Surfactant-Enhanced Washing of Soils Contaminated with Wasted-Automotive Oils and the Quality of the Produced Wastewater


An old automotive industrial site located at Mexico City with many years of operation and contaminated with heavy oil hydrocarbons, particularly spent oils, was assessed for restoration using the surfactant enhanced soil washing (SESW) process. The main goal of this study was to characterize the contaminated soil in terms of TPHs, BTEX, PAHs, and metals contents as well as microbiologically (total heterotrophs and specific degrading microorganisms). We also aimed to determine the surfactant type and concentration to be used in the SESW process for the automotive waste oil contaminated soil. At the end, sixteen kg of contaminated soil were washed and the produced wastewater (approximately 40 L) was characterized in terms of COD, BOD; solids, and other physico-chemical parameters. The soil contained about 14,000 mg of TPH/kg soil (heavy fraction), 0.13 mg/kg of benzo (k) fluoranthene and 0.07 mg/kg of benzo (a) pyrene as well as traces of some metals. Metals concentrations were always under the maximum concentration levels suggested by Mexican regulations. 15 different surfactants were used to identify the one with the capability to achieve the highest TPH removal. Surfactants included 5 anionics, 2 zwitterionic, 5 nonionics and 3 natural gums. Sulfopon 30 at a concentration of 0.5% offered the best surfactant performance. The TPH removals employing the different surfactants were in the range from 38% to 68%, in comparison to the soil washing with water (10% of TPH removal). Once the surfactant was selected, 70 kg of soil were washed and the resulting water contained approximately 1300 mg/L of COD, 385 mg/L of BOD (BOD/COD = 0.29), 122 mg/L of MBAS, and 212 mg/L of oil and greases, among other contaminants.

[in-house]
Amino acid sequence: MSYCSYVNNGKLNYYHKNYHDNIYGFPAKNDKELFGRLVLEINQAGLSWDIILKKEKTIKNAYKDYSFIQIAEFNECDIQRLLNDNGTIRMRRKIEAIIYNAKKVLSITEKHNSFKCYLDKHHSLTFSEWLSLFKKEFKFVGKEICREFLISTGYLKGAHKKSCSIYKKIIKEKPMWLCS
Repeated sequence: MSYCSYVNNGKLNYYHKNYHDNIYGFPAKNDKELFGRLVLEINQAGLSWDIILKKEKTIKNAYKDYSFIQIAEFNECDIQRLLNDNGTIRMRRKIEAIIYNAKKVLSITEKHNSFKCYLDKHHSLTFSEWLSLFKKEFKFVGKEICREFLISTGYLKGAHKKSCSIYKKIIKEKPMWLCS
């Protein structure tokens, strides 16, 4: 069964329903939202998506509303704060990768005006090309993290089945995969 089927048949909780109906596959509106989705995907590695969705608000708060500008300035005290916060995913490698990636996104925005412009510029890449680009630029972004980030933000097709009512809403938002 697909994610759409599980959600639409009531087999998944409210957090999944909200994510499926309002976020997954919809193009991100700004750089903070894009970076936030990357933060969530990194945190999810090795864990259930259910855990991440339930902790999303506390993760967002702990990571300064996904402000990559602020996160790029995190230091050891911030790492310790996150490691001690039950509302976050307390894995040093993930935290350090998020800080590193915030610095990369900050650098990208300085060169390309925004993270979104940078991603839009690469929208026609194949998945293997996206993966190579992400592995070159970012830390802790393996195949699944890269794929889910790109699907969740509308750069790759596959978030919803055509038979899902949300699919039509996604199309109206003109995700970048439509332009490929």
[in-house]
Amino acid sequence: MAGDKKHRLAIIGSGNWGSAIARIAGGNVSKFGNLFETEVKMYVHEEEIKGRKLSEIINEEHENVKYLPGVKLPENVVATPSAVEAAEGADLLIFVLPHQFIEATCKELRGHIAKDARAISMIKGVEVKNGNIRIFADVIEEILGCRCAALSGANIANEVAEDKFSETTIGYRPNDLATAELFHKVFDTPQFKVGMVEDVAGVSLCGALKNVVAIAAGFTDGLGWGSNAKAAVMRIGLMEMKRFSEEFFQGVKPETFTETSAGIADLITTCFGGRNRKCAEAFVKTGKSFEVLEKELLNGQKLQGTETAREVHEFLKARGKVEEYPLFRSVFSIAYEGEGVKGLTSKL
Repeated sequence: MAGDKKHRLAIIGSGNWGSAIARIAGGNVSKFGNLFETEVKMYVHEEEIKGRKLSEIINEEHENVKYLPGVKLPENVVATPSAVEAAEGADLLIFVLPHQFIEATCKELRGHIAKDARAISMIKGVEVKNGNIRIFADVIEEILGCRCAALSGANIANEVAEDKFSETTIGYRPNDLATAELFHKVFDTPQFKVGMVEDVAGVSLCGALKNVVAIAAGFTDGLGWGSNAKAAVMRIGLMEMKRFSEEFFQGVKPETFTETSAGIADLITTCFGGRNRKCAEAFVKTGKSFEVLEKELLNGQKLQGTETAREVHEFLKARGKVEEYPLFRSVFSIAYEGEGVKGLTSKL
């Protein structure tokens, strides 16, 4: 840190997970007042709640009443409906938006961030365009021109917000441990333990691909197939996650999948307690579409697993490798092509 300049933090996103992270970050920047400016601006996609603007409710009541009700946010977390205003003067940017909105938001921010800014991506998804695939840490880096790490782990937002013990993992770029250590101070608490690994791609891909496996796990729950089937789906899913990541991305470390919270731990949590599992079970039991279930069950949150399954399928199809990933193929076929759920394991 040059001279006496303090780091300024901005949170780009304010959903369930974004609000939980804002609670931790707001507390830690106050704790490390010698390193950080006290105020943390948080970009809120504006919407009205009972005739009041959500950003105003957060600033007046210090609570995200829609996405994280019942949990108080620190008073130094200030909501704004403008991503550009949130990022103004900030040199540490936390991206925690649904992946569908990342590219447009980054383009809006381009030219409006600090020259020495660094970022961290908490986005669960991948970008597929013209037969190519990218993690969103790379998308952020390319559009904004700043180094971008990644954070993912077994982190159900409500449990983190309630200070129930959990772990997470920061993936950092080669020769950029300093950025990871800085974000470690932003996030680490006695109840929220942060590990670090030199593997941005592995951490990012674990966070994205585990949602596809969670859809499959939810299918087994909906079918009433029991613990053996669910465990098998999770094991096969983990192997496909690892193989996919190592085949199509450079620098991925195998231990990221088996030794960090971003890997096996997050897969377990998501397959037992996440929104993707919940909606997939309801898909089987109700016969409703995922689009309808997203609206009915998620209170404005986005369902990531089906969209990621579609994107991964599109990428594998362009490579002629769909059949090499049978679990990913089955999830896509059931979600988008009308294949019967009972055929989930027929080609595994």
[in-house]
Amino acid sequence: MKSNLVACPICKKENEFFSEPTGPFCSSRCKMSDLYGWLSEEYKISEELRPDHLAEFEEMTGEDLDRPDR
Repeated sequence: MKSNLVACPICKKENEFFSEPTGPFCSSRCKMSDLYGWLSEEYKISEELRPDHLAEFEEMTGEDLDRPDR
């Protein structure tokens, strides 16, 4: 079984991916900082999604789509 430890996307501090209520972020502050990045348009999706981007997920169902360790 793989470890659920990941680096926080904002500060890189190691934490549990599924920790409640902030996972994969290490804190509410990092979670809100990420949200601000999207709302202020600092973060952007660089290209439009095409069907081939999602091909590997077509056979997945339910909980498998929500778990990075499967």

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M. Zacarias-Salinas, M. Vaca, M. Flores, E. Bandala and L. Torres, "Surfactant-Enhanced Washing of Soils Contaminated with Wasted-Automotive Oils and the Quality of the Produced Wastewater," Journal of Environmental Protection, Vol. 4 No. 12, 2013, pp. 1495-1501. doi: 10.4236/jep.2013.412171.

Conflicts of Interest

The authors declare no conflicts of interest.


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